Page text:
Moonlight Grammar “Lies, Cages and Sharks” – Review by: Kaleb Bronson


Moonlight Grammar
“Lies, Cages and Sharks”
Review by: Kaleb Bronson

Michigan’s UP (Upper Peninsula) gave Moonlight Grammar some creative angst against the system prior to creating his first LP, “Lies, Cages and Sharks” and making Minneapolis his hip hop home.

The typical vinyl playing in the background intro does not let the listener down on this album. “Everything in moderation, including moderation” is one of the first lines spit by Moonlight Grammar on the opening track, “Everything’s A Remix,” which includes Prince References and anti-smoking incentives. For his first album, Moonlight Grammar has a “bomb about to go off,” and it is obvious that his rhymes are not elementary. The political landscape interwoven with the Fill in the Breaks styled beats supplies a fist pumping, head bouncing stylistic treat for hip hop heads.

The repetitive nature of some of the tracks lasts a little too long on tracks like “Falling Apart/Coming Together” but then turns around with “Holler At Sheboygan ft. Daniel Heavens and Rotten Ron,” which offers a party tone heaved over a castle wall to take over the night with lyrical “buckshot” splattered throughout each verse.

The beats throughout the LP show skill and technique, even though they have an early 2000s backpacker style [BBQFU], although they still make the bobble head effects occur and the serious tones of “Absolutely Clueless” take the album back to earth and neo-realism. “Lost in translation of our drama,” Grammar spits before adding “who beats your hopes down?” a few lines later.

This album has many layers and does not have a consistent theme, but it does hold the listener from track to track wondering what will be spit and heard next. The beats on “The Kit. The March. The Rubble” are the most captivating. With caged back spins and beaten back flips of the graphitic nature this track gives a grimy yet pleasured mission for the ears.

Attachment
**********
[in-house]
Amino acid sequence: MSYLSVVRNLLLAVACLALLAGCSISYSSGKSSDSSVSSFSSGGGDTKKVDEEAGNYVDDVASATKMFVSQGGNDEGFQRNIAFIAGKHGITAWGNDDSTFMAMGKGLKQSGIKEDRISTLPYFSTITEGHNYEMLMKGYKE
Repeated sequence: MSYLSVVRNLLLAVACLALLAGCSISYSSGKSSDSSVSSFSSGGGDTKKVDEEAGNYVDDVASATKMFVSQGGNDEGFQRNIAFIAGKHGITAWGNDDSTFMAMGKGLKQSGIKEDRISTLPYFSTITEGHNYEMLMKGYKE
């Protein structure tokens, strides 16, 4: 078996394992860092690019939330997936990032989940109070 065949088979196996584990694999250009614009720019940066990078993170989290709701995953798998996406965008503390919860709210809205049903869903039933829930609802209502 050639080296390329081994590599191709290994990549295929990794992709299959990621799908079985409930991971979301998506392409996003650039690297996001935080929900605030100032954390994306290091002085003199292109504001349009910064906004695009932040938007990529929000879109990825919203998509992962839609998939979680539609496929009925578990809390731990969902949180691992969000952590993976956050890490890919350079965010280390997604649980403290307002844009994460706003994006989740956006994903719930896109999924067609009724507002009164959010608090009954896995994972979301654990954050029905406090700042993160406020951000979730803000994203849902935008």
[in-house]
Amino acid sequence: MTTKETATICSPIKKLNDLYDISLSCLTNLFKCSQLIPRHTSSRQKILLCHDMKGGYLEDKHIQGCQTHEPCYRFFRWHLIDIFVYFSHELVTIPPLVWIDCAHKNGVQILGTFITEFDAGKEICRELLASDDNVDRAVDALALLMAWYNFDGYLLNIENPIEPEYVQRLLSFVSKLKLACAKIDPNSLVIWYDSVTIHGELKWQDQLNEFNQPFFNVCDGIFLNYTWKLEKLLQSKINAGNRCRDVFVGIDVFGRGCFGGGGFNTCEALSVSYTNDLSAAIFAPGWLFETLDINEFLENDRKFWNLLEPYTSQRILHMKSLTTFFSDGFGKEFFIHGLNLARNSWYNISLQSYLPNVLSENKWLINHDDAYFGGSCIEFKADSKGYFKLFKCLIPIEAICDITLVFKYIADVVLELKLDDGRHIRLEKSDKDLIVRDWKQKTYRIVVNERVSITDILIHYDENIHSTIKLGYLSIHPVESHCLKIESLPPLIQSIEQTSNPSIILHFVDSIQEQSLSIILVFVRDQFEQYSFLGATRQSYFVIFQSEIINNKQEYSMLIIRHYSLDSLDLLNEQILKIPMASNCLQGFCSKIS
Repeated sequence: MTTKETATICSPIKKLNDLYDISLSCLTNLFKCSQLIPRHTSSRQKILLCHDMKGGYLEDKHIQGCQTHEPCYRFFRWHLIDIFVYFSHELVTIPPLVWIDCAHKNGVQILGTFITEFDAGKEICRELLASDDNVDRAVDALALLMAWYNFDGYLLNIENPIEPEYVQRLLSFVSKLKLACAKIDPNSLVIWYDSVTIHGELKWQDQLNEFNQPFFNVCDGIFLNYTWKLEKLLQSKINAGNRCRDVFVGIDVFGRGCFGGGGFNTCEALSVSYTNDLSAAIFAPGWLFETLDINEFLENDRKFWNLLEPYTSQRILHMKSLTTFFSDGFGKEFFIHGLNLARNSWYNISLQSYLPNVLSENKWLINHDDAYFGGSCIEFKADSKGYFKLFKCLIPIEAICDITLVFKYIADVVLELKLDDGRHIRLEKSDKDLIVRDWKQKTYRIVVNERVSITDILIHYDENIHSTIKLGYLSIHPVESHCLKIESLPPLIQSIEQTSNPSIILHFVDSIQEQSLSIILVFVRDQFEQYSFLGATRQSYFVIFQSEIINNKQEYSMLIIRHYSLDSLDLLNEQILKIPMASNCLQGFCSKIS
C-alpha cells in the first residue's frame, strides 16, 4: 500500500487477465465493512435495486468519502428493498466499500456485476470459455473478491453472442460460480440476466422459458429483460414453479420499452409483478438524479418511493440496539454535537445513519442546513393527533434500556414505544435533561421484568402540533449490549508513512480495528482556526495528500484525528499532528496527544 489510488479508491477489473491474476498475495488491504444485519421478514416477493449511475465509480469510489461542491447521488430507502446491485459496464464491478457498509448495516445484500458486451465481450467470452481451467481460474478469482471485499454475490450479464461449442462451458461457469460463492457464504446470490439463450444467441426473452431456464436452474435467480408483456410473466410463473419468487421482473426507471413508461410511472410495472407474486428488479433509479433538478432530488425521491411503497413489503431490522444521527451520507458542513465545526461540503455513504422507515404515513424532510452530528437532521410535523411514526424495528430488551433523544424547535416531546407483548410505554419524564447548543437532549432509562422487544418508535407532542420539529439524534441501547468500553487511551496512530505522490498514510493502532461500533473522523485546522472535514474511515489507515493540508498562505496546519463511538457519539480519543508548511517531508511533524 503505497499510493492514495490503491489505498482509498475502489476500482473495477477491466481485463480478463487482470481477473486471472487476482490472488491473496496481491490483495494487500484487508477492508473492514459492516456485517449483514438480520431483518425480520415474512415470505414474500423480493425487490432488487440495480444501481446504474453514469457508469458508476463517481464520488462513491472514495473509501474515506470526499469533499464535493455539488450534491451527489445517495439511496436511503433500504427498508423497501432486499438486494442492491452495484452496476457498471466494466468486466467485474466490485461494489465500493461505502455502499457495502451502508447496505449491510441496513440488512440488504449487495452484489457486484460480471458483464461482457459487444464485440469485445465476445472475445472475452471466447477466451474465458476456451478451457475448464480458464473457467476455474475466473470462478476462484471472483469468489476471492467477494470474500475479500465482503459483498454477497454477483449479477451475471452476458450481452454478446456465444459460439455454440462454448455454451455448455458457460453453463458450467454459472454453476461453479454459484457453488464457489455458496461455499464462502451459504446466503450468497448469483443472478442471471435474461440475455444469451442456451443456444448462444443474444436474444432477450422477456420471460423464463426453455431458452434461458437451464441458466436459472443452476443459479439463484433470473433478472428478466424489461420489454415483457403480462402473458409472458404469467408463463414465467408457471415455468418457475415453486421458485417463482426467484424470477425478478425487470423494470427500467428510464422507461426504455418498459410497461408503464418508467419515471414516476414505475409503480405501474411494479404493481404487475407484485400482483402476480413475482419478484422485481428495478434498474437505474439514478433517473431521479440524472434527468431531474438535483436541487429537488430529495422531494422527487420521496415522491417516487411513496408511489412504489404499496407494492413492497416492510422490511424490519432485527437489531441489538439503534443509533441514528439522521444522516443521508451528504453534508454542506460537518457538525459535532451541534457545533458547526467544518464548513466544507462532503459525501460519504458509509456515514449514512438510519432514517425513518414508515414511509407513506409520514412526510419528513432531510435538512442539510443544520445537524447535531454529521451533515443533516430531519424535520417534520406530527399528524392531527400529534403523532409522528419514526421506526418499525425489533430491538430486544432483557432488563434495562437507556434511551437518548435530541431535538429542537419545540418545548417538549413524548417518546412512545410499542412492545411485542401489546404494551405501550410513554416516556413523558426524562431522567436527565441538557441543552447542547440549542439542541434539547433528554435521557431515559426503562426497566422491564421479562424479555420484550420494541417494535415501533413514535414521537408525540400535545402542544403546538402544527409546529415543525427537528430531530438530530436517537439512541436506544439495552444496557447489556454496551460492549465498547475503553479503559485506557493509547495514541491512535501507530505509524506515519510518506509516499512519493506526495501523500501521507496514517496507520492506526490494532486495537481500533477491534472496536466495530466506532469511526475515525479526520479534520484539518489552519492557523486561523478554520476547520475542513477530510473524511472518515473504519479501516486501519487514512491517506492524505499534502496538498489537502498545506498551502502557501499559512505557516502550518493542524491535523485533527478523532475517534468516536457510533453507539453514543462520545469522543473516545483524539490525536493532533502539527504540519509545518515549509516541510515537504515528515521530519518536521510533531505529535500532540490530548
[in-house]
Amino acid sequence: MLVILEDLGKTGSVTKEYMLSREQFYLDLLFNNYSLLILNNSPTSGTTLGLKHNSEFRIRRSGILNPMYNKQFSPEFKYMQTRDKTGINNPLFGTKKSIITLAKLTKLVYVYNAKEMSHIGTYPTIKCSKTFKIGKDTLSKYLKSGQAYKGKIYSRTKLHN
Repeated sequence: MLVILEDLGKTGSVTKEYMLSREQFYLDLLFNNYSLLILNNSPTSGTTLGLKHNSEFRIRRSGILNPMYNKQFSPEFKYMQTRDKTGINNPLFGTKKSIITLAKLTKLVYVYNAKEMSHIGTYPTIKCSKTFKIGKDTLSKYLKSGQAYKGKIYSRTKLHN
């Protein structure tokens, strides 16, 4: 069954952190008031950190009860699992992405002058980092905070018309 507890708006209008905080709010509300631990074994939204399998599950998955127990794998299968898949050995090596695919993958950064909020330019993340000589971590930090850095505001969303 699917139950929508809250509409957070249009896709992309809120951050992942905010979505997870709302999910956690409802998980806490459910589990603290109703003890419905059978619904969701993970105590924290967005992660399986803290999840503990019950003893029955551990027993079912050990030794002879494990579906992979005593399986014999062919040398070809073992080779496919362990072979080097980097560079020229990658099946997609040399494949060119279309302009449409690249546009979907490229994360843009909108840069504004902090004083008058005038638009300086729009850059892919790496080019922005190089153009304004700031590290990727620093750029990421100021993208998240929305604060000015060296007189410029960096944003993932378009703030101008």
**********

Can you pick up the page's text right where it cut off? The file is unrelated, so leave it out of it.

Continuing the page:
The outro of the album is bona fide and opens the floodgates for thought. “Spotlights ft. Ashley Gold” softly lays down the listener and lets reality sink into the deep blue sea. “We’re all stars everyday,” Gold sings elegantly while Grammar relates family and friends to his current lifestyle with a piano gently tapping and then the LP ends with a quote from Tyler Durden of Fight Club, “We’ve all been raised on television to believe that one day we’d all be millionaires, and movie gods, and rock stars. But we won’t. And we’re slowly learning that fact. And we’re very, very pissed off.”

Moonlight Grammar has the edge of a Northern Lights conjurer and the skill of a hip hop album pusher, as he processes and intertwines his talent with others, more readiness and technique will flourish into new territories.


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